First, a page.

Russia - Animal husbandry

Some 87.3 million hectares (215.7 million acres) are pastureland, representing just over 5% of the total area. In 2001, the livestock population included: cattle, 27,294,000; sheep, 12,561,000; and pigs, 15,707,000. Russia also had 1.6 million horses, 335.6 million chickens, and 2.5 million turkeys in 2001.

The 2001 meat production amounts included (in 1,000 tons): beef, 1,872; pork, 1,498; mutton, 113; and poultry, 884. In 1999, Russia's livestock production was only 50% of what it had been in 1990. Pork production has suffered a similar decline and has become the most expensive meat sold in Russia. The Russian hog sector further contracted in 1999 due to the 1998 ruble devaluation, weak demand, high credit costs, and inadequate grain supplies. Milk production in 2001 was estimated at 32.6 million tons (down from 55.7 million tons in 1991), and egg production amounted to 19.6 billion in 2001 (down from 47.4 billion in 1990). Infrastructural and distributional problems have only exacerbated the declining production. Most Russian dairy farms are reported to be unprofitable due to low quality dairy cows, limited supplies of quality feed, and lack of support services. Continued decline in livestock production, especially poultry, as well as the rapid growth of imports have been a source of trade friction and political debate calling for restrictions on food imports into Russia. In 2001, Russia imported nearly $1.7 billion in meat and meat products.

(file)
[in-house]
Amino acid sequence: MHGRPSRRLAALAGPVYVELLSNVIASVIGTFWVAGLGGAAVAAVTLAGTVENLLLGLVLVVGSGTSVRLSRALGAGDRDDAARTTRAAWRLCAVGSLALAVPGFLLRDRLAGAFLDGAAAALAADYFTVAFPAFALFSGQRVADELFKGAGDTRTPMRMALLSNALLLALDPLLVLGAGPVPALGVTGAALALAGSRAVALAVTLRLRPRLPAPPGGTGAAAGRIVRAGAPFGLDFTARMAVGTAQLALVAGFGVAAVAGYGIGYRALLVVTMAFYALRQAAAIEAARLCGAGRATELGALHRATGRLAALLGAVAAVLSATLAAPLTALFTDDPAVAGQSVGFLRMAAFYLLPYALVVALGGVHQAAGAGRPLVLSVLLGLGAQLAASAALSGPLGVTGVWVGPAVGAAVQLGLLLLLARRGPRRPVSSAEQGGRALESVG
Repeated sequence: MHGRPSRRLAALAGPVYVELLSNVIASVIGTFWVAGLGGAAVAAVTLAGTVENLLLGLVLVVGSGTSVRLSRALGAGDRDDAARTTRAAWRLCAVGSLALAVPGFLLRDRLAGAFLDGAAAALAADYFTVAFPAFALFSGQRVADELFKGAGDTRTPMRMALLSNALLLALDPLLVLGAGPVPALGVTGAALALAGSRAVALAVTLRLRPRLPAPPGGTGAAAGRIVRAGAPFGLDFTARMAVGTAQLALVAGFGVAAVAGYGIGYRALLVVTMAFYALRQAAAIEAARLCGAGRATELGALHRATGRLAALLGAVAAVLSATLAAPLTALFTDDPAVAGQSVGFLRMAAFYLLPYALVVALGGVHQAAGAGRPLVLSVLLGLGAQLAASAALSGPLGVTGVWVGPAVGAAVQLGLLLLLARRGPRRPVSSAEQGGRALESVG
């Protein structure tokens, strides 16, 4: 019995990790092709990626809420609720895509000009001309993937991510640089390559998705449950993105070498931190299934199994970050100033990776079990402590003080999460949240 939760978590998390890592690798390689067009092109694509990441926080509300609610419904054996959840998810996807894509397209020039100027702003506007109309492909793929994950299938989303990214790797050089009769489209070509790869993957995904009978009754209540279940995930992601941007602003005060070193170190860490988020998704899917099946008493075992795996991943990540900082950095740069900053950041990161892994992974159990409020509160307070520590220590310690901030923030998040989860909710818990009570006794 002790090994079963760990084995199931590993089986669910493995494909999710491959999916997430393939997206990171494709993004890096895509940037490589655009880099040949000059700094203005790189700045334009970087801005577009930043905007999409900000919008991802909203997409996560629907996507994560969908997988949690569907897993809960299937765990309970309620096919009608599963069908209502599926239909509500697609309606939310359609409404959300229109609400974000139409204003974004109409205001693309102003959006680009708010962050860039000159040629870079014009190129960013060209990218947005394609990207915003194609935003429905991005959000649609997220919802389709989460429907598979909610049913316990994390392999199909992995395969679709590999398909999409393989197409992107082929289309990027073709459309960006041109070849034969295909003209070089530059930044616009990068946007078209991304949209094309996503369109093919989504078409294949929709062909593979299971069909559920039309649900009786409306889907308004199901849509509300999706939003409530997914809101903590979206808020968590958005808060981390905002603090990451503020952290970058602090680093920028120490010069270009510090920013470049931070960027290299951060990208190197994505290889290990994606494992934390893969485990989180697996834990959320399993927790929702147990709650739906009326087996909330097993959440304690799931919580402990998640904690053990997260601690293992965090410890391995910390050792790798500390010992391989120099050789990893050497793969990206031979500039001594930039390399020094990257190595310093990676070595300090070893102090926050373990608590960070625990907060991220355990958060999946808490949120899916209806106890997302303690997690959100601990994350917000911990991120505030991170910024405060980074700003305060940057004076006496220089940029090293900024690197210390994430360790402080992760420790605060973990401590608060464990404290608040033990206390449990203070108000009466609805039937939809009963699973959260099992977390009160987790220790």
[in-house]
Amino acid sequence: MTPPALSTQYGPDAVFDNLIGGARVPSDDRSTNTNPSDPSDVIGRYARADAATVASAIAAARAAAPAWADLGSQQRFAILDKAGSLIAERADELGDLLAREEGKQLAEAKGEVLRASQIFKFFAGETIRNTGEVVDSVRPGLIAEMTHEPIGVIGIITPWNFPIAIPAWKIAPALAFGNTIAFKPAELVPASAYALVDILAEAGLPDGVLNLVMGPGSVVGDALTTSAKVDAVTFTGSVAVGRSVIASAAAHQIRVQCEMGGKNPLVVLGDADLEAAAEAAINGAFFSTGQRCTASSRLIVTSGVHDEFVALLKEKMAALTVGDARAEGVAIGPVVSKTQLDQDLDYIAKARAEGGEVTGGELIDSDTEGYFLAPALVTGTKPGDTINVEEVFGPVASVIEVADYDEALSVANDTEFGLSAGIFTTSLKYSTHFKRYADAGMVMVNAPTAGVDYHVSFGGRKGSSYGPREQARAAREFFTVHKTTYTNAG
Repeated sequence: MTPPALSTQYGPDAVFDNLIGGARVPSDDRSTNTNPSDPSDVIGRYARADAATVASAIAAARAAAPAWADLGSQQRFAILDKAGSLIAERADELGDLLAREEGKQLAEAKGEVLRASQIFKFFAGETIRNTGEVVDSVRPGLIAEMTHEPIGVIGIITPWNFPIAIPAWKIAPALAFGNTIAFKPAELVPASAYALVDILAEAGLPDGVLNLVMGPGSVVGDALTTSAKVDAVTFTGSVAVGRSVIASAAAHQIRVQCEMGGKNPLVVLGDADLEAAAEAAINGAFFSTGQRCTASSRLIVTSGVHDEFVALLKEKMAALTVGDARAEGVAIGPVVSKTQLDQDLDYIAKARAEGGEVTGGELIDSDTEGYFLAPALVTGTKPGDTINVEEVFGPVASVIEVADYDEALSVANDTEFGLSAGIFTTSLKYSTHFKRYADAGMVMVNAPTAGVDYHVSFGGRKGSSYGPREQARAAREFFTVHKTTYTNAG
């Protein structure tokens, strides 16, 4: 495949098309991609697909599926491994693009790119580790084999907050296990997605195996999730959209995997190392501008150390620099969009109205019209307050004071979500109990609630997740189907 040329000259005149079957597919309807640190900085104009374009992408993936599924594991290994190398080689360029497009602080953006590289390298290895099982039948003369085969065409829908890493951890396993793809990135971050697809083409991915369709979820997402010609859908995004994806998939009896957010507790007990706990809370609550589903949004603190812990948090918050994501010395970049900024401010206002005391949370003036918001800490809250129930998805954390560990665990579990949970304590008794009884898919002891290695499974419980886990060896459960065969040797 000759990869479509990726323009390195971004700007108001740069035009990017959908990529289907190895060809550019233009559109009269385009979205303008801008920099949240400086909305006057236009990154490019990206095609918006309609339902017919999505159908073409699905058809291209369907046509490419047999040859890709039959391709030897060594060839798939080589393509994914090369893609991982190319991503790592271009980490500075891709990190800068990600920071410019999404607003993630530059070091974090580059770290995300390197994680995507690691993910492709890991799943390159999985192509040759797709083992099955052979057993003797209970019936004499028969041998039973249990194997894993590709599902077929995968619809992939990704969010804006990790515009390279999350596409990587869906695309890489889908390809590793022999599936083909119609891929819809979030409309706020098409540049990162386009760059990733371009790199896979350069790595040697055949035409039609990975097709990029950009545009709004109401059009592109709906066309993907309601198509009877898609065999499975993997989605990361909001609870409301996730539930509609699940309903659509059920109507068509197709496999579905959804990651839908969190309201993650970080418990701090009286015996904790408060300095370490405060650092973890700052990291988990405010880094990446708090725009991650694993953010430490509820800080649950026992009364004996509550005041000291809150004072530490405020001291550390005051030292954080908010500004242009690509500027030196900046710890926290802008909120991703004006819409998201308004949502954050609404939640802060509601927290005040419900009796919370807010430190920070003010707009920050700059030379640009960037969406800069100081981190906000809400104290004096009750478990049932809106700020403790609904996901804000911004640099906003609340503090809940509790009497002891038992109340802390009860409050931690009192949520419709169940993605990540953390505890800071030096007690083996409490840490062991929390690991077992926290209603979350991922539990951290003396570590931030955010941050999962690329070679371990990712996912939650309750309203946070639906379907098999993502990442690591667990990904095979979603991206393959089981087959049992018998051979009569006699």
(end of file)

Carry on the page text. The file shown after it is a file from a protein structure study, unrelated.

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May 27, 2008 @ 12:12 pm
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